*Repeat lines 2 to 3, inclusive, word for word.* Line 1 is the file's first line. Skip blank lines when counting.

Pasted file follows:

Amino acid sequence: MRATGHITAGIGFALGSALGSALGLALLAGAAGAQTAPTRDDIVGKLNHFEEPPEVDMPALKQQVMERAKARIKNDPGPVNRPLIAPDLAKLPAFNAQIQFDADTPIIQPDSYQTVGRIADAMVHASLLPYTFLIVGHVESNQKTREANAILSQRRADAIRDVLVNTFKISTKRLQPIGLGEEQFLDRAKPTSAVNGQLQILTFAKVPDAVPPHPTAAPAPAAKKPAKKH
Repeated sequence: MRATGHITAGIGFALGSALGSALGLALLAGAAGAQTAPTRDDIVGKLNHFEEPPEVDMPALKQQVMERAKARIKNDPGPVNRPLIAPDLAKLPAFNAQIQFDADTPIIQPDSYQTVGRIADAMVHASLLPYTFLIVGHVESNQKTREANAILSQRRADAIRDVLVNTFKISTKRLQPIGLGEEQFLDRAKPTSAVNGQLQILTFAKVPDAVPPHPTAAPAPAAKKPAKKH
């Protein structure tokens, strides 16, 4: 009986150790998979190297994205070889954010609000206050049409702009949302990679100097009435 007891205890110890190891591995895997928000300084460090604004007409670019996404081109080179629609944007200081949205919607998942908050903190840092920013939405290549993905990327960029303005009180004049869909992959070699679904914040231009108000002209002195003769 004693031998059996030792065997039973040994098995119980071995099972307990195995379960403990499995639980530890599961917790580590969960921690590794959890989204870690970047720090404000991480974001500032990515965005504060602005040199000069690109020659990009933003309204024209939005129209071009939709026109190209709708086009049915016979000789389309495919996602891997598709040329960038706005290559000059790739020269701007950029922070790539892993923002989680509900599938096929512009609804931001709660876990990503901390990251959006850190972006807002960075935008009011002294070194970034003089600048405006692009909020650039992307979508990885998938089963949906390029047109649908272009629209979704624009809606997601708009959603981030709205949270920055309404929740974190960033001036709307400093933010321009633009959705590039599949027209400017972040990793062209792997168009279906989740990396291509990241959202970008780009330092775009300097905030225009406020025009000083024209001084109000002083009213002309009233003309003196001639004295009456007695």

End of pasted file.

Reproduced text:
Repeated sequence: MRATGHITAGIGFALGSALGSALGLALLAGAAGAQTAPTRDDIVGKLNHFEEPPEVDMPALKQQVMERAKARIKNDPGPVNRPLIAPDLAKLPAFNAQIQFDADTPIIQPDSYQTVGRIADAMVHASLLPYTFLIVGHVESNQKTREANAILSQRRADAIRDVLVNTFKISTKRLQPIGLGEEQFLDRAKPTSAVNGQLQILTFAKVPDAVPPHPTAAPAPAAKKPAKKH
């Protein structure tokens, strides 16, 4: 009986150790998979190297994205070889954010609000206050049409702009949302990679100097009435 007891205890110890190891591995895997928000300084460090604004007409670019996404081109080179629609944007200081949205919607998942908050903190840092920013939405290549993905990327960029303005009180004049869909992959070699679904914040231009108000002209002195003769 004693031998059996030792065997039973040994098995119980071995099972307990195995379960403990499995639980530890599961917790580590969960921690590794959890989204870690970047720090404000991480974001500032990515965005504060602005040199000069690109020659990009933003309204024209939005129209071009939709026109190209709708086009049915016979000789389309495919996602891997598709040329960038706005290559000059790739020269701007950029922070790539892993923002989680509900599938096929512009609804931001709660876990990503901390990251959006850190972006807002960075935008009011002294070194970034003089600048405006692009909020650039992307979508990885998938089963949906390029047109649908272009629209979704624009809606997601708009959603981030709205949270920055309404929740974190960033001036709307400093933010321009633009959705590039599949027209400017972040990793062209792997168009279906989740990396291509990241959202970008780009330092775009300097905030225009406020025009000083024209001084109000002083009213002309009233003309003196001639004295009456007695």